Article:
Takeshi Miike goes classical for 13 Assassins, a Seven Samurai-indebted swordfighting epic delivered with a blockbuster scope and sincerity free of his trademark gonzo insanity. Set in 1884 feudal Japan, where an age of peace has made its once-glorious samurai superfluous, Miike's latest (a remake of Eiichi Kudo's 1963 film) begins and ends with an act of sacrificial suicide, both deaths directly related to Lord Naritsugu (Gorô Inagaki), the adopted son of the shogun whose madman reign of terror is soon to be rewarded with a political post that will allow him to fully plunge the country into chaos. Such a move is opposed, with a heart heavy over disobeying customary power hierarchies, by Sir Doi (Mikijiro Hira), who—unwilling to stand by and allow the cruel Naritsugu to achieve power—secretly commissions samurai Shinzaemon (Kôji Yakusho) to enlist the help of whatever remaining swordsmen can be found for a mission to assassinate Naritsugu. That motley crew includes Shinzaemon's drunken nephew, a devoted apprentice, as well as a wildlife hunter looking for some action, a gang of warriors whose task pits them directly against Naritsugu's own chief samurai—and Shinzaemon's lifelong rival—Hanbei (Masachika Ichimura), who professes that the greatest virtue is loyalty to one's master.
That tension between a servant's duty and moral responsibility forms the crux of 13 Assassins, and proves a standard dynamic that Miike handles without subversive humor or irony. His film is a conventional few-against-many adventure between the noble and the nefarious in which the first two-thirds is spent stacking the deck in favor of its protagonists' goodness and its villains' malevolence. The latter is solidified during a hauntingly intense sequence that finds Shinzaemon becoming acquainted with a woman whose arms, legs, and tongue were dismembered by Naritsugu for sport, and who—with a brush between her teeth—scrawls on parchment that her family's fate was "Total Massacre." Working from Daisuke Tengan's well-paced script, Miike isn't interested in shades of gray, but rather in celebrating the dignity of forfeiting one's comfort and livelihood (if not life itself) for a worthy cause. His direction thus initially assumes a stately grandness—suspenseful and reverential framing, immaculate camera movements—that ably establishes his characters' righteousness and wretchedness, all while swiftly sketching out most of his thirteen protagonists' individual personalities and motivations and, more important still, building inexorably mounting tension for the warfare to come.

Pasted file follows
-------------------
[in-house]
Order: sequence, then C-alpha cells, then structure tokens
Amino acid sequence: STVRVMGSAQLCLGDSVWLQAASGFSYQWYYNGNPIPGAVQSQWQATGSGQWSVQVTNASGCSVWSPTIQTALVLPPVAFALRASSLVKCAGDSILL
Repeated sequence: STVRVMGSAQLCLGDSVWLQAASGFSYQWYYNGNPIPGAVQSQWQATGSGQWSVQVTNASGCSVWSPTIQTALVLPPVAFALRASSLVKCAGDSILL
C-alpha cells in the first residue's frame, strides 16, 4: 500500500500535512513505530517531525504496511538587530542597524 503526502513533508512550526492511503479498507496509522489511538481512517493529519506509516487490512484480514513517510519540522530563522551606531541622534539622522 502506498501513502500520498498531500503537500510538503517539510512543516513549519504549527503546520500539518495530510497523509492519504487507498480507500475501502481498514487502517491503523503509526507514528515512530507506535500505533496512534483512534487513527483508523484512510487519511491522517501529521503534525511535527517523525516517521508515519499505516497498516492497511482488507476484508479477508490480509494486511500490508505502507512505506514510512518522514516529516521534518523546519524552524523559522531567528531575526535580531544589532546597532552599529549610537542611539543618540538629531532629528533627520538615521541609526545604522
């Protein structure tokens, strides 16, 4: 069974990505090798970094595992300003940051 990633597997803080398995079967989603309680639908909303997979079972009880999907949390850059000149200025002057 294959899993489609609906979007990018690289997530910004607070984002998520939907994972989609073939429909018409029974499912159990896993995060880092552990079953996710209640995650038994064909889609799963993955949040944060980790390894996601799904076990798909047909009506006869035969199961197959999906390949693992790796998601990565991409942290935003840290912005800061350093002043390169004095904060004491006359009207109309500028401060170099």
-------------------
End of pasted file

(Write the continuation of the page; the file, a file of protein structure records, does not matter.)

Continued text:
Come it does, in a prolonged sequence that's one of Miike's finest, a beautifully orchestrated ballet of bloodshed that rises and falls with musical grace, and ultimately builds to a crimson-stained crescendo of triumph and failure. 13 Assassins's extended finale is a thing of samurai slaughterhouse beauty, with Shinzaemon and his heroic comrades risking everything by ambushing Naritsugu, Hanbei, and their 200 foot soldiers in a small village where they aim to have the element of surprise. Beginning with a series of traps before escalating into sword-to-sword skirmishes, Miike's centerpiece boasts sharp momentum and nasty muscularity. And as the death toll mounts, the director refuses to indulge in self-reflexive winks at his audience, instead earnestly lionizing Shinzaemon's principled stand against monstrousness and, in doing so, celebrating—via his story's swan-song lamentation over the passing of an age—the defining decency and integrity of the samurai code. It's a strategy that's ultimately more fruitful than his concurrent attempts to posit the climactic carnage as proof of warfare's fundamental horridness, a thematically sound objective that's nonetheless ultimately undercut by combat choreography that is, as the sadistic Naritsugu rightly puts it, "magnificent."